With SOCPA’s deadline of 2017 looming, companies are starting to realise the implications of adopting the requirements of International Financial Reporting Standards (“IFRS”). Many are actually finding the
effects to be broad ranging and significant in practice whilst others indicate that they think it will be less of an impact. the impact of IFRS on the structure of the balance sheet and reported results have a direct impact on credit ratings, analysts assessments, borrowing costs and dividend payment policies, all of which affect the performance of shares on the exchange.
It is considered that the application of IFRS has a far more reaching impact than just affecting the accounting entries which requires careful management of stakeholders.
IFRS affects financial results and changes the shape of the balance sheet. It can affect key performance indicators against which management are assessed and change liquidity ratios, impacting the cost of debt for entities.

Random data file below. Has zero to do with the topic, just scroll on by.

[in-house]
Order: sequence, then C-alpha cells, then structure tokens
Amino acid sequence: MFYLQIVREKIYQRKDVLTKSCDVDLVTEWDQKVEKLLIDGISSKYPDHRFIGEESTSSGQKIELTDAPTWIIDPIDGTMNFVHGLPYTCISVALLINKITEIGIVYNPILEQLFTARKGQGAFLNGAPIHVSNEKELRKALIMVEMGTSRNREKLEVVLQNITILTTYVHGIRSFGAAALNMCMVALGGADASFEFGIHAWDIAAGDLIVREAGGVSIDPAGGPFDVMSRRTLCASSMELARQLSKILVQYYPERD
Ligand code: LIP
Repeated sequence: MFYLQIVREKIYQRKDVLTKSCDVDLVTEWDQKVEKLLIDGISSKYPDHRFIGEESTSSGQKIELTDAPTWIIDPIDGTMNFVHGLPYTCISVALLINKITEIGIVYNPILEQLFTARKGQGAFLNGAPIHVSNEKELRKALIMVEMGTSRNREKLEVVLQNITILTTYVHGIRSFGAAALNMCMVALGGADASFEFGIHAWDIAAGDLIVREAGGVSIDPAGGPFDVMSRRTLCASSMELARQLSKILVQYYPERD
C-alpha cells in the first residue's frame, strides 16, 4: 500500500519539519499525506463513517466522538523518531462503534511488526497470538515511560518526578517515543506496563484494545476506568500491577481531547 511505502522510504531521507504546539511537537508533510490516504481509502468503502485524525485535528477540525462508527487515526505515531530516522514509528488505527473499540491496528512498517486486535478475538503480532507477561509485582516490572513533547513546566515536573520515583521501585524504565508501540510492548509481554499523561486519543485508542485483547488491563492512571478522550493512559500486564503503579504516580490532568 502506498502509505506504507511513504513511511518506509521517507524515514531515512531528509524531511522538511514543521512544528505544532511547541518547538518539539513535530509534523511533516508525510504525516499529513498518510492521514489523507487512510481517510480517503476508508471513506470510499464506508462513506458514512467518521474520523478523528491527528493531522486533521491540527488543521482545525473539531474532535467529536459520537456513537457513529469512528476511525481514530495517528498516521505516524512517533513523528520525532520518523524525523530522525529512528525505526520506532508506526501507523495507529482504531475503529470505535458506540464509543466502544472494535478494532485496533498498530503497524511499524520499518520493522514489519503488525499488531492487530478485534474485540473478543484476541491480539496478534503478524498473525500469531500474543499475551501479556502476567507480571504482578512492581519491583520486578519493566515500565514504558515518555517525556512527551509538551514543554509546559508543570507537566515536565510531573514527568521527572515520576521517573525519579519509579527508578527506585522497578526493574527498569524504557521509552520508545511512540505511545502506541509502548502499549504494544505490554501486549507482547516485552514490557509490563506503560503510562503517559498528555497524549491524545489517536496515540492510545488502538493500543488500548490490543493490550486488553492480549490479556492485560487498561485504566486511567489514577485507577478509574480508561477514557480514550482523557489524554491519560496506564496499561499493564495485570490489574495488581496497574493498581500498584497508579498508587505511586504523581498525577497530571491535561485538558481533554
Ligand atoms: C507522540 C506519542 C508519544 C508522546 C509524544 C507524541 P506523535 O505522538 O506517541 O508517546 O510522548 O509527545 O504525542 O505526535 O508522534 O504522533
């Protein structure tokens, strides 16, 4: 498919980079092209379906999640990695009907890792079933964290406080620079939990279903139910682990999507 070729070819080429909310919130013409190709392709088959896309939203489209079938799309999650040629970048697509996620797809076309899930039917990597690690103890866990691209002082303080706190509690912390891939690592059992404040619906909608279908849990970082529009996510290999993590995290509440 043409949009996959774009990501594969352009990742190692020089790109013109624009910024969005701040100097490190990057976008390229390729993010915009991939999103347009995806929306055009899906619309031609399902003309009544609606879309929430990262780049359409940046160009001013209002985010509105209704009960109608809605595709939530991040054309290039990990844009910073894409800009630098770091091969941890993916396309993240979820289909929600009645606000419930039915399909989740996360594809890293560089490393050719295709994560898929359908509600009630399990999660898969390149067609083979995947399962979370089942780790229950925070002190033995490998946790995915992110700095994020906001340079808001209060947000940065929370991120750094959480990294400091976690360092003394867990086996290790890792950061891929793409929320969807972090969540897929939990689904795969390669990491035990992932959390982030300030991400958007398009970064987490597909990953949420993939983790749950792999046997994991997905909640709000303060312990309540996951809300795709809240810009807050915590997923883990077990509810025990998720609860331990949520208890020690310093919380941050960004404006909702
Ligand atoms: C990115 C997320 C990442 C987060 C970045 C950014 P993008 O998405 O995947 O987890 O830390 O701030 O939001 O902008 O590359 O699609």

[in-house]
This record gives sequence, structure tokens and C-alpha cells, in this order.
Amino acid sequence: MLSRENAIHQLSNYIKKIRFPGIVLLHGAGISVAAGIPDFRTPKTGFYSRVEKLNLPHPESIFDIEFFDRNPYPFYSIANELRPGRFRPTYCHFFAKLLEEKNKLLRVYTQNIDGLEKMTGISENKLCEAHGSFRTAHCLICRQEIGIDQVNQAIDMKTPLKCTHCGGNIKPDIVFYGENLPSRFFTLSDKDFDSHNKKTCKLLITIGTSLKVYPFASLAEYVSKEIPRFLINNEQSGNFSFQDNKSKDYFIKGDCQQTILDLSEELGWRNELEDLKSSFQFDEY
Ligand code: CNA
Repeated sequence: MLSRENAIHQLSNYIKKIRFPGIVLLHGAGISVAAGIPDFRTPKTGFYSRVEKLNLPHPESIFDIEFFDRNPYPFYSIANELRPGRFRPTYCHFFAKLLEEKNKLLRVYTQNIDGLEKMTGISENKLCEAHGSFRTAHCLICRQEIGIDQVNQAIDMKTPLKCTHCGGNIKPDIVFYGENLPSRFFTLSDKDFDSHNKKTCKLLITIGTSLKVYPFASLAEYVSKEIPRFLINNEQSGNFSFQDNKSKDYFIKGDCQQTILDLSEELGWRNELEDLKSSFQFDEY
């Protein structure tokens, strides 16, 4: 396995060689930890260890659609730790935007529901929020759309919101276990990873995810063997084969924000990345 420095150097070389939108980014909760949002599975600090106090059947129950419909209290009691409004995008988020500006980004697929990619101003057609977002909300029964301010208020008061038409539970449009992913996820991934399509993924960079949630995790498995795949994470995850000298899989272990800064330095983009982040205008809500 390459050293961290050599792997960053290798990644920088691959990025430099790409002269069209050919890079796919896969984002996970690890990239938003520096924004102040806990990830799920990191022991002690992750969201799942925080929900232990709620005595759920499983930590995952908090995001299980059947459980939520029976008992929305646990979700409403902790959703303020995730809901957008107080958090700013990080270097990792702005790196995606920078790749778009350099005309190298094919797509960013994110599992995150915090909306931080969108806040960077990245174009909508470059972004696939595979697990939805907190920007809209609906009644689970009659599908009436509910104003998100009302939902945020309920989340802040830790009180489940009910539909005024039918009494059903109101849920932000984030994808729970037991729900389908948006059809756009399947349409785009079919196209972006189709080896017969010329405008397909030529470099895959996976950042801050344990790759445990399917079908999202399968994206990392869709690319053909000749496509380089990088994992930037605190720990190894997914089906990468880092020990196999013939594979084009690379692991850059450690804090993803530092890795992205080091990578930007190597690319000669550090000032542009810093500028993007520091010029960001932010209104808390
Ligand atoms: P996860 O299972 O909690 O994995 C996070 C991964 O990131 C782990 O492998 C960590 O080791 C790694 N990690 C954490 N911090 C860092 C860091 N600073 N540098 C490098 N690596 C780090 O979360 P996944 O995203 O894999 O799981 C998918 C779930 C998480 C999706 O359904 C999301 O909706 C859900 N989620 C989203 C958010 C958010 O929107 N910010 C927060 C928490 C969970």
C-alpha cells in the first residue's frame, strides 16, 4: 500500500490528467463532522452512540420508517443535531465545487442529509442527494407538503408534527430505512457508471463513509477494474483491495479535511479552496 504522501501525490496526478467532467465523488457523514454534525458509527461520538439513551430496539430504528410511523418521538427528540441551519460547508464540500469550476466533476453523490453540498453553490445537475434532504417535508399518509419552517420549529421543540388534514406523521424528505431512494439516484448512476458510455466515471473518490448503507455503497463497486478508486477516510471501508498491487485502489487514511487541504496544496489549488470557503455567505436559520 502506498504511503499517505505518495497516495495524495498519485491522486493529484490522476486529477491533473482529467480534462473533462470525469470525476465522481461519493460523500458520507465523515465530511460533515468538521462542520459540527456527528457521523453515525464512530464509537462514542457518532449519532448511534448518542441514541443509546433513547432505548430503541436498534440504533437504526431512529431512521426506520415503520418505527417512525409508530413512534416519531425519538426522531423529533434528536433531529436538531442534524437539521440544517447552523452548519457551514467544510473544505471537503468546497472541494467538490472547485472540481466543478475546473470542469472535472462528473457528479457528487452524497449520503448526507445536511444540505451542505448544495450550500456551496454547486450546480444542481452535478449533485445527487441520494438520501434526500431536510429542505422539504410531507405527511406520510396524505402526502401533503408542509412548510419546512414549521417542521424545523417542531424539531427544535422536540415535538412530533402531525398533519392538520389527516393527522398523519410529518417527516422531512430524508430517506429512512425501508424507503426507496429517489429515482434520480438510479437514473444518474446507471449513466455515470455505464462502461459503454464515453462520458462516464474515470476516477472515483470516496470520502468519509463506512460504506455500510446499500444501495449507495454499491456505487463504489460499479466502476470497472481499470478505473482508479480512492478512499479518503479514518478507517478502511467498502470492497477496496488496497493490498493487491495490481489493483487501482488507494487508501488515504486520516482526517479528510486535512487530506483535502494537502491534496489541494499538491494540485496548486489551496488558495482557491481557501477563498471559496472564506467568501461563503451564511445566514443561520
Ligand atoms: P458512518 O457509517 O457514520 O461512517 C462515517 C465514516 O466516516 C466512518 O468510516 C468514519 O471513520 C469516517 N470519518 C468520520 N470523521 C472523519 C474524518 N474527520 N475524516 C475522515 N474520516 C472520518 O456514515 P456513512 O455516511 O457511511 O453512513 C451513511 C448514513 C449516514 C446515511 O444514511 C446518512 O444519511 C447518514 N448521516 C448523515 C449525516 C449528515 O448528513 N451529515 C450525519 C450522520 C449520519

Anticipating these changes in advance of the adoption date allows entities to manage the impact of IFRS and potentially make changes in advance to negate any detrimental effects.
Omar Al Sagga, Deputy Country Leader in PwC Saudi Arabia confirms that IFRS poses a significant challenge to companies but the adoption and transition rules also present significant opportunities. Al Sagga states that “the adoption of IFRS in Saudi Arabia is presenting listed entities with an opportunity to fair value property and other similar assets as at the adoption date.
Previously, under SOCPA companies had to recognise such assets at their historic cost. Adoption of IFRS allows entities to demonstrate a more current financial position and potentially create distributable reserves that otherwise would not exist”.
PwC is seeing entities engage with its valuation experts as a result. Companies are taking advantage of the adoption rules to create additional value in the balance sheet that previously was not recognised.
Streamlining and saving costs
In addition to the valuation opportunities, streamlined processes and reporting can be introduced, saving costs and improving the accuracy and speed of the financial reporting processes giving management better information for decision making purposes.
Omar Al Sagga indicates that entities are seeing that the adoption of IFRS enables complex groups to standardise both policies and procedures across operations, including those of internationally located subsidiaries where IFRS is often an allowed reporting framework.
IFRS is being seen as a conduit for not only improving the quality of financial reporting but also as a tool for saving costs and improving performance.